Rocket launches mean prohibited airspace, so when they are going up they shouldn’t be an issue to aircraft. The FAA are reporting rocket launch site on charts nowadays, and you can find launch dates published on their Temporary Flight Restrictions page.
Clouds. Yep, weird clouds have confused people into thinking a spaceship is loitering nearby. Lenticular clouds often form over mountains when moist air is pushed up over them. The time to watch out is when you see lines of these sitting beyond the mountain crests because they can mean some pretty serious mountain waves are out there – and this means turbulence.
Other planets, even the Moon, have been mistaken for other flying objects by pilots.
A crew once took evasive action because they mistook Venus for another aircraft. In all fairness, they didn’t think it was a UFO so much as a C130 known to be in their near vicinity. This incident boiled down to a loss of SA, and a lot of fatigue.
Then there are drones, UAVs, UASs. The FAA have a website dedicated to reports on sightings of these, and it is important to report them because they are a genuine threat to aircraft when they encroach on airspace they should not encroach upon.
So, do we need to keep an eye on the sky?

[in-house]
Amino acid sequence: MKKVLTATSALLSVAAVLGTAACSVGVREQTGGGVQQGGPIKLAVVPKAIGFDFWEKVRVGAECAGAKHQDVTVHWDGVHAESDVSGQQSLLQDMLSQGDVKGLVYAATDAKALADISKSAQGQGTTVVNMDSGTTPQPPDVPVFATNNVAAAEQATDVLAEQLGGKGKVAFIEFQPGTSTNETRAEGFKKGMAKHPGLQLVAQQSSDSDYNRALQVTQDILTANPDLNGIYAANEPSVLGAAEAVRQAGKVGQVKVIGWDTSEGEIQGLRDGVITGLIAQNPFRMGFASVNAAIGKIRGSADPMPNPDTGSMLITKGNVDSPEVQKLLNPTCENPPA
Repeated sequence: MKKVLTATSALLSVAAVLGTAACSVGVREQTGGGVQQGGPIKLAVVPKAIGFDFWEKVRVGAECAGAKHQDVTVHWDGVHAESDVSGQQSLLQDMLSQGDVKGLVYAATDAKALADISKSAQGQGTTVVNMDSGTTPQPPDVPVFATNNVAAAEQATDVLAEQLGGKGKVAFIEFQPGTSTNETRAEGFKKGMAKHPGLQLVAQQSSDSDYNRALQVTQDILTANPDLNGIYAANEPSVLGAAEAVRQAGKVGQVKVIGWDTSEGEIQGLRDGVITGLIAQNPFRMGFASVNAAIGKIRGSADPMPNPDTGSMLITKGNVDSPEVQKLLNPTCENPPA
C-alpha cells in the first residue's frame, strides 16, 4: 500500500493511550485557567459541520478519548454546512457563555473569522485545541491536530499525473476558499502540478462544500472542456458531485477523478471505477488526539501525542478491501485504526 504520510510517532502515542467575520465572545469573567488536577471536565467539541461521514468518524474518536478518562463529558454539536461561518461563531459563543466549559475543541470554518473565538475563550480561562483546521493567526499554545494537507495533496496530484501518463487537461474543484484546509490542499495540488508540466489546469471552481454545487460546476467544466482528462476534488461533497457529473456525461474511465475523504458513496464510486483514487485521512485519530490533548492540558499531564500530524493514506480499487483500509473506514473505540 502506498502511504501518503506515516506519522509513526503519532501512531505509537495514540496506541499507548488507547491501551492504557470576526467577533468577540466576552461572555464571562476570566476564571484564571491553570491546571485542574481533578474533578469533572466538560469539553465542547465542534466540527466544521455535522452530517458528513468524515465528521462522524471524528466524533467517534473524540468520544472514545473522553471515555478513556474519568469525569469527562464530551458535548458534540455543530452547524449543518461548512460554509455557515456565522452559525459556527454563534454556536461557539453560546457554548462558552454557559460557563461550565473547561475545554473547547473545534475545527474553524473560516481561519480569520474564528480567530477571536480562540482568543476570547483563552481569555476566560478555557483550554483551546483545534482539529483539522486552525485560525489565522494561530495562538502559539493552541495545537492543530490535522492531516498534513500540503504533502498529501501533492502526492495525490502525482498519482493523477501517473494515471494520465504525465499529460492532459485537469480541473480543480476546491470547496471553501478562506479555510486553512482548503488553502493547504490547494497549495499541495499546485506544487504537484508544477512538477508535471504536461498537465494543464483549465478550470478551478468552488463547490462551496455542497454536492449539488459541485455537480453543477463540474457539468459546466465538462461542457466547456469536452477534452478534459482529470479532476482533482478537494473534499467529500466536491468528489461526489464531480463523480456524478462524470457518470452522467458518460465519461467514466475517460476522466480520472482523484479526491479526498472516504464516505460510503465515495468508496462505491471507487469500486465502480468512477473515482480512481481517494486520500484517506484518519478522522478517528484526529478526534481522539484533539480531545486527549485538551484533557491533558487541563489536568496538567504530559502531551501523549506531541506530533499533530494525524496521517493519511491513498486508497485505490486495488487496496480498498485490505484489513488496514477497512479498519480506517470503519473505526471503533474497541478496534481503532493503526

Regardless of whether you think something is terrestrial or extra, if there is an unidentified object in your airspace – report it. It might be a real and immediate hazard to other aircraft, and recognizing what you see out there for what it really is will also help avoid the real threats.
A preliminary US intelligence analysis of unidentified aerial phenomena has concluded that such incidents are at least a threat to flight safety and potentially present a broader hazard. Particularly because they are often physical, and are one more thing inside already cluttered airspace.
Of course, UFOs might really be aliens coming to say hello. Some of the mysteries are still, after all, unsolved…
More on the topic:
- More: Beware Big Balloons
- More: Thunderbolts and Lightning, Very Very Frightening
- More: Get your FAA Airspace KICZ here
- More: Wrong Runway, Wrong Airport, Wrong Country
- More: Red Sky at Night, Aviator’s Fright